The World-Famous Tower Site Calendar 2007

May 4, 2007

The Big Trip 2006, Part XIII: Seattle's West Tiger and Cougar Mountains

Once every year or so, when finances and schedules permit, your editor and a couple of his similarly-obsessed radio pals get together to spend a week or so exploring a corner of our great nation, packing our schedules as full as possible to visit as many interesting broadcast facilities as we can.

And then, a few months later, once we've caught our breath (and some much-needed sleep), we share it all with you here on Tower Site of the Week (and in audio form over on in a feature we call "The Big Trip."

The 2006 version of the Big Trip began and ended in Seattle, and along the way took us as far south as Eugene, Oregon and as far east as Coeur d'Alene, Idaho.

Day Nine - Friday, September 29

More than a week after we all touched down in Seattle, we're back in the Emerald City to spend a couple of days seeing its broadcast sites before heading home, and like most coastal days so far on the trip, this Friday morning dawns with a bit of fog that quickly burns off to a spectacular blue sky, shattering every stereotype about Seattle weather that there is.

Our first destination this morning takes us as far east as the Seattle market goes. 25 miles east of downtown Seattle along I-90, not far from North Bend, Washington, Highway 18 winds its way south and east to the base of West Tiger Mountain, nearly 3000 feet above sea level, with a clear line of sight straight down to the city below.

Our host this day is Entercom senior engineer Clay Freinwald, a good friend and frequent visitor to our western New York home base in his role overseeing engineering at the company's stations in Rochester and Buffalo. He's the right tour guide for West Tiger Mountain, because he's the guy who brought high-power broadcast to this site in the late 1980s, when he began developing the first site here (the tower on the left in the panorama above, shot from the east and looking southwest to northeast) for KBSG (97.3 Tacoma), which moved up here from Tacoma in 1987.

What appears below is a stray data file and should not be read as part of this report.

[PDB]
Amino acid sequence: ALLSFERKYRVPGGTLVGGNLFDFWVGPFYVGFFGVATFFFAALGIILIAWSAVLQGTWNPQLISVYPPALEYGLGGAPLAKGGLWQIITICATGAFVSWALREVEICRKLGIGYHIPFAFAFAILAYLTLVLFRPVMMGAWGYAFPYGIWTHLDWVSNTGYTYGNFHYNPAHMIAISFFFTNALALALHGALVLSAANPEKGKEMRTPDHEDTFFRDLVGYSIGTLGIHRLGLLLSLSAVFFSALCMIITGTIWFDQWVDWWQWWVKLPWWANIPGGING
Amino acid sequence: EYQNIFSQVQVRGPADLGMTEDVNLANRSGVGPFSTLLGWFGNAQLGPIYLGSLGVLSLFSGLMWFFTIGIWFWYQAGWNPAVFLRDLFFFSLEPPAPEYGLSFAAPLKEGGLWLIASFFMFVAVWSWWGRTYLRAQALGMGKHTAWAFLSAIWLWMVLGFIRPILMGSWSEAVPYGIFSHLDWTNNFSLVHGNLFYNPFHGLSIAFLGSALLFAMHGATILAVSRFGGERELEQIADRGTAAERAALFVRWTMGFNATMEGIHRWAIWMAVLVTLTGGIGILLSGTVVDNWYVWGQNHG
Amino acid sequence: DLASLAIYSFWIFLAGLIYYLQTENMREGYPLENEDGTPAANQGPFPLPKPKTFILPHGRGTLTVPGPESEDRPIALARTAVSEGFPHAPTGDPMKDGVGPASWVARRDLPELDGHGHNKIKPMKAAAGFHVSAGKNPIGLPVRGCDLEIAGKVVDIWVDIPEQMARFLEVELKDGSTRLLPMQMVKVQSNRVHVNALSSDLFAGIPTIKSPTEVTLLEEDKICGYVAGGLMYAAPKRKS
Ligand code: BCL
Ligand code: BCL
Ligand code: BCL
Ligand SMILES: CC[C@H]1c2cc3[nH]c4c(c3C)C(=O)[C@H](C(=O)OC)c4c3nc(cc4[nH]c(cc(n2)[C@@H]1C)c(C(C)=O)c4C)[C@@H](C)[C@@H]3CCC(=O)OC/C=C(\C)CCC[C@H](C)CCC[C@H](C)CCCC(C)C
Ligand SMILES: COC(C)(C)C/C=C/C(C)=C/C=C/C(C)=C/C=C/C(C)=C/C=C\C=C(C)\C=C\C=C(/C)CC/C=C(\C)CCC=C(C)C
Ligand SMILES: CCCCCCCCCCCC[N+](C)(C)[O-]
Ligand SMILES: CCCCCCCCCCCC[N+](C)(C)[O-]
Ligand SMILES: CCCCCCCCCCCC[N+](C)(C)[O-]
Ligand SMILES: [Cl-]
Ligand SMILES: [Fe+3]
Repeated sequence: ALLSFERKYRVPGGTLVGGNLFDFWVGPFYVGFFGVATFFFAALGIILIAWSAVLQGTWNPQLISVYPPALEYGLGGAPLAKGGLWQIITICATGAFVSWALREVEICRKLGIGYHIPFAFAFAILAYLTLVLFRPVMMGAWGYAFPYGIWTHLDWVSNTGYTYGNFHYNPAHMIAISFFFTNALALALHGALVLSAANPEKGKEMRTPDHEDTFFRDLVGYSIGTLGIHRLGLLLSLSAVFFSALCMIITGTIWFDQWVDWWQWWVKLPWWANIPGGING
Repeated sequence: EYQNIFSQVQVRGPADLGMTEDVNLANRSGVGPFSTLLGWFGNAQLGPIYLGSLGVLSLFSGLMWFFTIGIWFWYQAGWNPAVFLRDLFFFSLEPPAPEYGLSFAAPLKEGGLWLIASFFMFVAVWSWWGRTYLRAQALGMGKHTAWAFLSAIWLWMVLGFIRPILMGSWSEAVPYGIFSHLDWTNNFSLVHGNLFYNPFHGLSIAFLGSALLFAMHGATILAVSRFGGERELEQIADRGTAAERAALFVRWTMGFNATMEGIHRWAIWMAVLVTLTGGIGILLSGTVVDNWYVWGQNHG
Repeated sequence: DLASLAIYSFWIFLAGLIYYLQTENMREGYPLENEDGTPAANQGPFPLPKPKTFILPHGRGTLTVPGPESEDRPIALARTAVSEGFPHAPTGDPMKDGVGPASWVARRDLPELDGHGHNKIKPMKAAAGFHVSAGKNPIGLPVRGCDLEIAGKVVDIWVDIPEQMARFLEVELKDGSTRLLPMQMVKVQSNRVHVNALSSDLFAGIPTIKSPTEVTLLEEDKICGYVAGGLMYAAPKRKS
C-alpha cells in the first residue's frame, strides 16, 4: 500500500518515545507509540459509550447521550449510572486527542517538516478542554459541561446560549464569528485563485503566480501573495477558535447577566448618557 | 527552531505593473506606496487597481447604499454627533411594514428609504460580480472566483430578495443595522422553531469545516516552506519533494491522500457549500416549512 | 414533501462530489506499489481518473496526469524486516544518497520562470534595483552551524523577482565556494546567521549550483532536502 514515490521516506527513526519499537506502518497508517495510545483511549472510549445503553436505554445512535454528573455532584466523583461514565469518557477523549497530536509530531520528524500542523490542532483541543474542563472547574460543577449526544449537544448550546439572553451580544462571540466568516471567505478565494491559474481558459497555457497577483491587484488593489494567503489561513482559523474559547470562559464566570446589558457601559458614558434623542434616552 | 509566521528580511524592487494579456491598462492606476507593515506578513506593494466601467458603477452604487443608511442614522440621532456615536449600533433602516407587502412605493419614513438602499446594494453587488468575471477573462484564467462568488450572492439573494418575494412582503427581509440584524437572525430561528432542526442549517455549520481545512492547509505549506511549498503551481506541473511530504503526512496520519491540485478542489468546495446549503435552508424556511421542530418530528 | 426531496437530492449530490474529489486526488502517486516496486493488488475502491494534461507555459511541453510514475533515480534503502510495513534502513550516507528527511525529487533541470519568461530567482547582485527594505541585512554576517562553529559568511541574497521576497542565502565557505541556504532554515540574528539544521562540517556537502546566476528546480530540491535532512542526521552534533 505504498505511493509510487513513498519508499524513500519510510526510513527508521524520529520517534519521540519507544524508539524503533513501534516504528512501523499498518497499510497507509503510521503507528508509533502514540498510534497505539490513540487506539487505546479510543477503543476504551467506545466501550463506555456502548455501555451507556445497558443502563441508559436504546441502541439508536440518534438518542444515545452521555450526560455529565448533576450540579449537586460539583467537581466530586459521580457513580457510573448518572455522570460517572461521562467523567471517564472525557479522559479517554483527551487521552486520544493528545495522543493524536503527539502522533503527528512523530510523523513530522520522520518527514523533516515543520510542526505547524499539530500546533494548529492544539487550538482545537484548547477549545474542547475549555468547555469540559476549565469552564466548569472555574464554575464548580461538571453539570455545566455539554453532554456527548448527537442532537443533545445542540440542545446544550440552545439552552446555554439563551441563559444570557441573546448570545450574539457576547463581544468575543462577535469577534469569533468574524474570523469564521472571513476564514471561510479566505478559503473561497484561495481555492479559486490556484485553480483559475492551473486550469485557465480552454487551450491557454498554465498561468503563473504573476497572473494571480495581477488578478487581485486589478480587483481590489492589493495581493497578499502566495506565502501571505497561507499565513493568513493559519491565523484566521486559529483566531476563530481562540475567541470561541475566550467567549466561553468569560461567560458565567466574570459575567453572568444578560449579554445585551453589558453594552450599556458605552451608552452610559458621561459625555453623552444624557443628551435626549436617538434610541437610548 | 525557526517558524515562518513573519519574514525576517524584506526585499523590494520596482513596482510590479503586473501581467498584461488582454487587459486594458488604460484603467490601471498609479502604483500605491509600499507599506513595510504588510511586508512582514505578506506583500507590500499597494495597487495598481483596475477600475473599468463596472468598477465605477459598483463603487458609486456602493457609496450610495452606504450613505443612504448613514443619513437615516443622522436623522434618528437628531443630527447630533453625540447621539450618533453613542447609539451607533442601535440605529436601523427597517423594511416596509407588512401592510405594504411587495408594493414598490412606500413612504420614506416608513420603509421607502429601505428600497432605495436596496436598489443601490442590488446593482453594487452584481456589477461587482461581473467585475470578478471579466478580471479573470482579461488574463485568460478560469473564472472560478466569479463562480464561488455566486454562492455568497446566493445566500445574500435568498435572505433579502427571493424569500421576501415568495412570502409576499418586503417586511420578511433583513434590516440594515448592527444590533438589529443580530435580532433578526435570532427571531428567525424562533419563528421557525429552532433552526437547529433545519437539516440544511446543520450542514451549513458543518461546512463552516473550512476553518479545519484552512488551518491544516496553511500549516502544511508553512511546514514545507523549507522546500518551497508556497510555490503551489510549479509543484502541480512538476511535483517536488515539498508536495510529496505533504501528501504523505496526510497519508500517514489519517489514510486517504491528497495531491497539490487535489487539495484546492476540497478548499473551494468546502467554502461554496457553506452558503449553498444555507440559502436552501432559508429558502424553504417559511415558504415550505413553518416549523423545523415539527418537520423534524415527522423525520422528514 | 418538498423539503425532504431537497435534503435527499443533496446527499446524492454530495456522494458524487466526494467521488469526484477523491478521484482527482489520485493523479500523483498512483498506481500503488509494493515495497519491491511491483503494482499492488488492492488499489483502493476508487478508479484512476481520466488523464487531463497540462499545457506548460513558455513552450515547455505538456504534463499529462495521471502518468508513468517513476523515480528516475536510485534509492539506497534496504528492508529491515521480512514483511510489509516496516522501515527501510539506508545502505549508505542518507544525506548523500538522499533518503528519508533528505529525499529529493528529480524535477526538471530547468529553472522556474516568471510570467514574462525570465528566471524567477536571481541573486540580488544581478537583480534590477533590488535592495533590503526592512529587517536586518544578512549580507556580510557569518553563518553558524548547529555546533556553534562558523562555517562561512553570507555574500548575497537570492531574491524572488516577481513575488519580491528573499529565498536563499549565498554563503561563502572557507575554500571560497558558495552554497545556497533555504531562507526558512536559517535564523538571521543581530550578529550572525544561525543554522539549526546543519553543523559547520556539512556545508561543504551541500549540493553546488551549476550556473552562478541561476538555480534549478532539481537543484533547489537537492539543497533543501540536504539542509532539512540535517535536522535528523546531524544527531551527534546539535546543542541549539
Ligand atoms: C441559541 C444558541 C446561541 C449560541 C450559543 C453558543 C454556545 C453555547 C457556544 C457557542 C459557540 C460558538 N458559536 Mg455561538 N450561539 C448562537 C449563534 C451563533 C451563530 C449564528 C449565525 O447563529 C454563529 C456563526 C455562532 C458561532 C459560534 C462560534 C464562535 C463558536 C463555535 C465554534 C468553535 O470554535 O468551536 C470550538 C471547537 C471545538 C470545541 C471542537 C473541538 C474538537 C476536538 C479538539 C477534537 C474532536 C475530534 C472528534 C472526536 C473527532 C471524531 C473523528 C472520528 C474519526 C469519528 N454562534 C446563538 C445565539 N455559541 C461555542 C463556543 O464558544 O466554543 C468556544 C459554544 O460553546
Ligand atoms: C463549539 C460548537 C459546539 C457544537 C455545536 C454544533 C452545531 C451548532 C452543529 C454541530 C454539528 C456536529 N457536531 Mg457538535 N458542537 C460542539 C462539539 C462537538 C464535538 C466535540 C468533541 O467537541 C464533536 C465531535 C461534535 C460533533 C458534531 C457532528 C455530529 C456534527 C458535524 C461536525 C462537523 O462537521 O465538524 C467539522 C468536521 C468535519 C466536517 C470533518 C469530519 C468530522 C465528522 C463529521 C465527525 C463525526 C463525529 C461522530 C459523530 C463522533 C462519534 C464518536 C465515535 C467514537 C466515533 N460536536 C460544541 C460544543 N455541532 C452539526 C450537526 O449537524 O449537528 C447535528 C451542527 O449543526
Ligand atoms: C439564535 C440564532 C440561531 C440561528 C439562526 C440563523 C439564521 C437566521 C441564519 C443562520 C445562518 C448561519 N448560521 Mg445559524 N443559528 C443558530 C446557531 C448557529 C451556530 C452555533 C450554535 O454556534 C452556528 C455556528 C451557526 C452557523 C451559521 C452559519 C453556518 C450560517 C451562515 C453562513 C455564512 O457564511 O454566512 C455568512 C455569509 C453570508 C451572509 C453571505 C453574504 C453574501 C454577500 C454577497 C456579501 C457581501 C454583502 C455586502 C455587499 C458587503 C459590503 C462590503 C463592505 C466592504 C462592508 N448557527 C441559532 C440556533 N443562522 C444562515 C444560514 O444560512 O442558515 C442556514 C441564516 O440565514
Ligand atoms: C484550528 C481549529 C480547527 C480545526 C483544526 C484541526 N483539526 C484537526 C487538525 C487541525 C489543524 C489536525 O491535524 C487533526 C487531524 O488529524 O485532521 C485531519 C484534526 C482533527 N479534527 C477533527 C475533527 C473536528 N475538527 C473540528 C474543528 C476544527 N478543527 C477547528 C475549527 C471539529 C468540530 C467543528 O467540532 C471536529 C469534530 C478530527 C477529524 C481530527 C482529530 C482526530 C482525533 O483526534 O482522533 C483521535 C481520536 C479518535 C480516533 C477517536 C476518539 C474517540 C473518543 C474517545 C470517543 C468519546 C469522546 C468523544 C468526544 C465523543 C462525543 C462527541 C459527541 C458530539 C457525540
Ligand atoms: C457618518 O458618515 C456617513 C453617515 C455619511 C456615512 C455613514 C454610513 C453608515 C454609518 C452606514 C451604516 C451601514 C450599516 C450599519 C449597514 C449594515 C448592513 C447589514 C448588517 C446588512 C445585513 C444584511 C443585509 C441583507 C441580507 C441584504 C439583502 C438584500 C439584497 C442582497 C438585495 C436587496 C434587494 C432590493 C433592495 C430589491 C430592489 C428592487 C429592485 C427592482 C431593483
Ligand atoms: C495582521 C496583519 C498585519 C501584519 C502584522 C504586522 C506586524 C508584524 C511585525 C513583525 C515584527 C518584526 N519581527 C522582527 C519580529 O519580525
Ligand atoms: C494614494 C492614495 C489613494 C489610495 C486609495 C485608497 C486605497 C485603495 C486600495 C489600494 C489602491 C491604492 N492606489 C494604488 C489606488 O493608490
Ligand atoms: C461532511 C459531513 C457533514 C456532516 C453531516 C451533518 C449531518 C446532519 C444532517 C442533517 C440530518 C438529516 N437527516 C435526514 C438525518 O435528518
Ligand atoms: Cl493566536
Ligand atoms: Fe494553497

At the time, many engineers in town thought West Tiger was a risky bet. FM and TV in the Seattle market, as we'll see later on, had traditionally been located on lower hilltops scattered around Seattle, Tacoma and the Puget Sound region, putting lots of signal strength over the urban areas from fairly short antenna heights. West Tiger, by contrast, was so far above average terrain (2391', for KBSG) that it required class C stations to be derated from the full 100 kW class maximum - 52 kW for KBSG, 57-67 kW for the stations that came along later.

But in FM and TV, line of sight makes up for a lot of other problems, and so it did at West Tiger. Once KBSG was up and running from West Tiger, a slew of stations quickly followed.

By the time we got to KBSG's site, it had been developed into a major master FM site, home to seven full class C signals: KBSG (now owned by Bonneville, for reasons we'll get to eventually) and its then-Entercom sisters KISW (99.9 Seattle), KKWF (100.7 Seattle), KMTT (103.7 Tacoma) and KNDD (107.7 Seattle), as well as public radio KPLU (88.5 Tacoma) and classical KING-FM (98.1 Seattle), plus auxiliary facilities for KBKS (106.1 Seattle).

Not only did West Tiger become a major FM site, it began to be considered as a possible TV site, too. In 1998, American Tower began developing what's called "West Tiger II," a few hundred yards northeast of the Entercom site. It's now home to two major towers: the one on the left holds an 8-bay ERI master antenna that carries CBS' KMPS (94.1 Seattle), KJAQ (96.5 Seattle), KZOK (102.5 Seattle) and KBKS (106.1 Seattle), as well as Sandusky's KQMV (92.5 Bellevue) and KWJZ (98.9 Seattle). It's crowned by the antenna for what was then home-shopping KWOG and is now Fisher's Univision affiliate, KUNS (TV 51/DT 50). The TV candelabra next door holds Pax/ion's KWPX (TV 33/DT 32), Daystar's KWDK (DT42) and home-shopping (now Azteca America) outlet KHCV (TV 45/DT44).

Back at the original KBSG site, the 200-foot tower boasts a combiner system that handles all of those stations except KBSG, which uses the four-bay nondirectional antenna at the top of the tower.

The other stations go through the combiner and into that four-bay/two-panel ERI antenna system second from the top. Yes, it's directional, but from this site, there's no significant population to the east, just miles and miles of mountains. (The two-bay ERI above the ice shield is a former aux, now used by KBSG for its HD signal, and the other one-bay just below the ice shield is a KMTT aux.)

Once we've admired the views under Clay's guidance (and there's nobody who knows more about the views from this site than Clay, who's spent the better part of two decades up here), we head inside to admire the careful thought that went into the very substantial building up here.

There are three levels to this building, and we enter at the top, where a sizable room is home to the main transmitter for KBSG and an auxiliary transmitter for KBKS.